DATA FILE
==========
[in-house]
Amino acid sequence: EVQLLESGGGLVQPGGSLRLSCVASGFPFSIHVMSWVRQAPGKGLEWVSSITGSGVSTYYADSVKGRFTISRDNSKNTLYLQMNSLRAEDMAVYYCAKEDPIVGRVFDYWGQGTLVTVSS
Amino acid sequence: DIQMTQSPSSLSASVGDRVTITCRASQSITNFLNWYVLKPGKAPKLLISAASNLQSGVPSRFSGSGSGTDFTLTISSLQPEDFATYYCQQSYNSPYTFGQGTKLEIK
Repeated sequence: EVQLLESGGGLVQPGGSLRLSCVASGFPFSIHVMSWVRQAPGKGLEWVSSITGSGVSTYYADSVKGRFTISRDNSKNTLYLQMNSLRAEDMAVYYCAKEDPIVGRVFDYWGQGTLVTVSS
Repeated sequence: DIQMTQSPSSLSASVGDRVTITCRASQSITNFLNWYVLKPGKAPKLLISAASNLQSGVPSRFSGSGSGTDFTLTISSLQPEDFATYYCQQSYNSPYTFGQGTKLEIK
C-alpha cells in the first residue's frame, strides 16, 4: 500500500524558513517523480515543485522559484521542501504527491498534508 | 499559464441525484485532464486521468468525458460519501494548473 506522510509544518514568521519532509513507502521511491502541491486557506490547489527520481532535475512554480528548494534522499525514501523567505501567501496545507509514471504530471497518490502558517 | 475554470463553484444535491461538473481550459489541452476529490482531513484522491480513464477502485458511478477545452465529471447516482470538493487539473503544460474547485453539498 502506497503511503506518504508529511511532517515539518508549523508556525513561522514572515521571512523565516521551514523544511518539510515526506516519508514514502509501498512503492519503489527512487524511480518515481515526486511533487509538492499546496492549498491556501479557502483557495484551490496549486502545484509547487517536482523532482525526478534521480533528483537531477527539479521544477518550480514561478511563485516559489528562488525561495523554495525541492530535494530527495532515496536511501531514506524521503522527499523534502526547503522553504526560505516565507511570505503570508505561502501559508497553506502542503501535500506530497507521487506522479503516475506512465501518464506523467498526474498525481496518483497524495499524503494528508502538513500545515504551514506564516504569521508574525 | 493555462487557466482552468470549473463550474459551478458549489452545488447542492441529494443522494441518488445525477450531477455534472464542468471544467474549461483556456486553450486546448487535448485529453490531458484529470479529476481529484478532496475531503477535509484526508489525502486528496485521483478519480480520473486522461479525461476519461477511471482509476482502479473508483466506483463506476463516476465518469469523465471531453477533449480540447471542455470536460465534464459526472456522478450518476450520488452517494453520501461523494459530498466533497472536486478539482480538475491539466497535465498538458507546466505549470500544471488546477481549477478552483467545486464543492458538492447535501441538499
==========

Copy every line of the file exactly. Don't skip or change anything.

[in-house]
Amino acid sequence: EVQLLESGGGLVQPGGSLRLSCVASGFPFSIHVMSWVRQAPGKGLEWVSSITGSGVSTYYADSVKGRFTISRDNSKNTLYLQMNSLRAEDMAVYYCAKEDPIVGRVFDYWGQGTLVTVSS
Amino acid sequence: DIQMTQSPSSLSASVGDRVTITCRASQSITNFLNWYVLKPGKAPKLLISAASNLQSGVPSRFSGSGSGTDFTLTISSLQPEDFATYYCQQSYNSPYTFGQGTKLEIK
Repeated sequence: EVQLLESGGGLVQPGGSLRLSCVASGFPFSIHVMSWVRQAPGKGLEWVSSITGSGVSTYYADSVKGRFTISRDNSKNTLYLQMNSLRAEDMAVYYCAKEDPIVGRVFDYWGQGTLVTVSS
Repeated sequence: DIQMTQSPSSLSASVGDRVTITCRASQSITNFLNWYVLKPGKAPKLLISAASNLQSGVPSRFSGSGSGTDFTLTISSLQPEDFATYYCQQSYNSPYTFGQGTKLEIK
C-alpha cells in the first residue's frame, strides 16, 4: 500500500524558513517523480515543485522559484521542501504527491498534508 | 499559464441525484485532464486521468468525458460519501494548473 506522510509544518514568521519532509513507502521511491502541491486557506490547489527520481532535475512554480528548494534522499525514501523567505501567501496545507509514471504530471497518490502558517 | 475554470463553484444535491461538473481550459489541452476529490482531513484522491480513464477502485458511478477545452465529471447516482470538493487539473503544460474547485453539498 502506497503511503506518504508529511511532517515539518508549523508556525513561522514572515521571512523565516521551514523544511518539510515526506516519508514514502509501498512503492519503489527512487524511480518515481515526486511533487509538492499546496492549498491556501479557502483557495484551490496549486502545484509547487517536482523532482525526478534521480533528483537531477527539479521544477518550480514561478511563485516559489528562488525561495523554495525541492530535494530527495532515496536511501531514506524521503522527499523534502526547503522553504526560505516565507511570505503570508505561502501559508497553506502542503501535500506530497507521487506522479503516475506512465501518464506523467498526474498525481496518483497524495499524503494528508502538513500545515504551514506564516504569521508574525 | 493555462487557466482552468470549473463550474459551478458549489452545488447542492441529494443522494441518488445525477450531477455534472464542468471544467474549461483556456486553450486546448487535448485529453490531458484529470479529476481529484478532496475531503477535509484526508489525502486528496485521483478519480480520473486522461479525461476519461477511471482509476482502479473508483466506483463506476463516476465518469469523465471531453477533449480540447471542455470536460465534464459526472456522478450518476450520488452517494453520501461523494459530498466533497472536486478539482480538475491539466497535465498538458507546466505549470500544471488546477481549477478552483467545486464543492458538492447535501441538499